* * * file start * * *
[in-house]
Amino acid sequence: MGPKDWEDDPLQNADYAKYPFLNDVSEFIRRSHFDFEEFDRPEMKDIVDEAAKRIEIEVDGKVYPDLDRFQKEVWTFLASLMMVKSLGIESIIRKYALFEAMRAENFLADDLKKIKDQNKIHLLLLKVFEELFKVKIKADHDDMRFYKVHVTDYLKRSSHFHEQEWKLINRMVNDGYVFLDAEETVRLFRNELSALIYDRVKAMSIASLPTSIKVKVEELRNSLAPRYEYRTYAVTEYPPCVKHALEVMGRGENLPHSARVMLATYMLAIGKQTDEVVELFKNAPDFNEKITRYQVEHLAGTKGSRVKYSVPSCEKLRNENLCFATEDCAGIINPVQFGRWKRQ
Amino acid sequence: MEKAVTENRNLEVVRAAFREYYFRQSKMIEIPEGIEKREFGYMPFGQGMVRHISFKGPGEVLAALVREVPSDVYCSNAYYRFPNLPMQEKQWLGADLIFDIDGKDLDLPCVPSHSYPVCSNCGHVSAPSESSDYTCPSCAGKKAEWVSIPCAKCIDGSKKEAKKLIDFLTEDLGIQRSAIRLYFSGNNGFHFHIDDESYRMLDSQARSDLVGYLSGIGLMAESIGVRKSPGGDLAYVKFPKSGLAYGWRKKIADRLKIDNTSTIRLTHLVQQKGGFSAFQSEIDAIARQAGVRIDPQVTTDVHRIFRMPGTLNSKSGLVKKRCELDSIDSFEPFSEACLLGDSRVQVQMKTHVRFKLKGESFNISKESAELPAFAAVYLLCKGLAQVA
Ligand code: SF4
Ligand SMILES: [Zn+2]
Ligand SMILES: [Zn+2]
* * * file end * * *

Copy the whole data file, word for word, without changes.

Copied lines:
[in-house]
Amino acid sequence: MGPKDWEDDPLQNADYAKYPFLNDVSEFIRRSHFDFEEFDRPEMKDIVDEAAKRIEIEVDGKVYPDLDRFQKEVWTFLASLMMVKSLGIESIIRKYALFEAMRAENFLADDLKKIKDQNKIHLLLLKVFEELFKVKIKADHDDMRFYKVHVTDYLKRSSHFHEQEWKLINRMVNDGYVFLDAEETVRLFRNELSALIYDRVKAMSIASLPTSIKVKVEELRNSLAPRYEYRTYAVTEYPPCVKHALEVMGRGENLPHSARVMLATYMLAIGKQTDEVVELFKNAPDFNEKITRYQVEHLAGTKGSRVKYSVPSCEKLRNENLCFATEDCAGIINPVQFGRWKRQ
Amino acid sequence: MEKAVTENRNLEVVRAAFREYYFRQSKMIEIPEGIEKREFGYMPFGQGMVRHISFKGPGEVLAALVREVPSDVYCSNAYYRFPNLPMQEKQWLGADLIFDIDGKDLDLPCVPSHSYPVCSNCGHVSAPSESSDYTCPSCAGKKAEWVSIPCAKCIDGSKKEAKKLIDFLTEDLGIQRSAIRLYFSGNNGFHFHIDDESYRMLDSQARSDLVGYLSGIGLMAESIGVRKSPGGDLAYVKFPKSGLAYGWRKKIADRLKIDNTSTIRLTHLVQQKGGFSAFQSEIDAIARQAGVRIDPQVTTDVHRIFRMPGTLNSKSGLVKKRCELDSIDSFEPFSEACLLGDSRVQVQMKTHVRFKLKGESFNISKESAELPAFAAVYLLCKGLAQVA
Ligand code: SF4
Ligand SMILES: [Zn+2]
Ligand SMILES: [Zn+2]